Lauren Morando Rhim, the executive director of the National Center for Special Education in Charter Schools, said in a statement that while “very limited and nuanced flexibility” from federal officials was appropriate, “States must continue to be required to capture key assessment and school climate data—as required by the law—so they can hold districts and schools to high standards” and get resources to students in need.

But Stephen Sireci, a distinguished professor and the director of the Center for Educational Assessment at the University of Massachusetts, Amherst, argued that states should be allowed wherever possible to make it easier for leaders on the ground concerning issues like testing length and when certain students get tested.

“I want to empower the local officials to make education decisions,” Sireci said.

Considering parent opt-outs and shorter exams

States that move ahead with standardized testing in some form, as states like Arizona, Florida, and North Carolina plan to do, will likely face several challenges, starting with how many kids will take the tests.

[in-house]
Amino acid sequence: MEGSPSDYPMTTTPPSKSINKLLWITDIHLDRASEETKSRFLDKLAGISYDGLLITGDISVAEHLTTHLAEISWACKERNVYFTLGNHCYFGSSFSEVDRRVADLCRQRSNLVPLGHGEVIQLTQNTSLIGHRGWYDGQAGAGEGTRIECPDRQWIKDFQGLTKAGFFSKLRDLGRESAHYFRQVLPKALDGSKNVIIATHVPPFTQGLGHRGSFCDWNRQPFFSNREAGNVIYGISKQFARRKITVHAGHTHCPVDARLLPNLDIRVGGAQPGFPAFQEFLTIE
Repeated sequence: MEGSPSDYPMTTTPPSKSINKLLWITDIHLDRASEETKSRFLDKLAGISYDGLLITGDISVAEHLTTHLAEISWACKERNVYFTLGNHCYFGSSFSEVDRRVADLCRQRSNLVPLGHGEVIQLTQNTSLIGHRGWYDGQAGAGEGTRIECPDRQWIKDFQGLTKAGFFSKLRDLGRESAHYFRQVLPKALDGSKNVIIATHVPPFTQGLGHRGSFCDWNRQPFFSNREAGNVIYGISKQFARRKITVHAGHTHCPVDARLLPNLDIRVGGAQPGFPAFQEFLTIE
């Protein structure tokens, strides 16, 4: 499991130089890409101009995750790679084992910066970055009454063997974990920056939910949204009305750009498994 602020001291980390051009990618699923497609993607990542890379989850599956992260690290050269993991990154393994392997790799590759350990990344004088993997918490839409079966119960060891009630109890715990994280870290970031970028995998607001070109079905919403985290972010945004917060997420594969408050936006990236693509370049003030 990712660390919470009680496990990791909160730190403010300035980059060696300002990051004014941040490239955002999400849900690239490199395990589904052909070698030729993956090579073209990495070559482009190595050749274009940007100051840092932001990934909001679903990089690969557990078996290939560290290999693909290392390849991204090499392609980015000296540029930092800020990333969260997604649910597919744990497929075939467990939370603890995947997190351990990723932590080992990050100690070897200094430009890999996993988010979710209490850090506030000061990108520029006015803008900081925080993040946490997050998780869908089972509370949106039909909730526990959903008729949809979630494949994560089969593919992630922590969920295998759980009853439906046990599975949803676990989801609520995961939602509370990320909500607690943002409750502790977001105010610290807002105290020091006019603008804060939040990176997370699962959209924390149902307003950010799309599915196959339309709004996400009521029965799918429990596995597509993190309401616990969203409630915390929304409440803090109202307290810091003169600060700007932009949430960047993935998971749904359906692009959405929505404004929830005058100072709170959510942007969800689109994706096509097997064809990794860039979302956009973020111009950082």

Avoiding the regular 95 percent participation requirement—which applies to individual schools—might take pressure off educators and families. But it only underscores how hard it could be for states to make useful comparisons across student groups, and parents from all kinds of backgrounds could decide to opt their children out of taking the tests, according to Pace. “The data is going to have considerable problems, period,” she said.

In Sanders’ Illinois district, 53 percent of students are remote. Getting them to come into buildings this spring to take tests presents challenges for transportation, other operations, and perhaps most importantly, the sentiment in his community, Sanders said.

“We would have to get them into a school when their parents don’t currently want them in a school,” Sanders said. “How do you physically make a kid feel safe coming into a building to take a test?”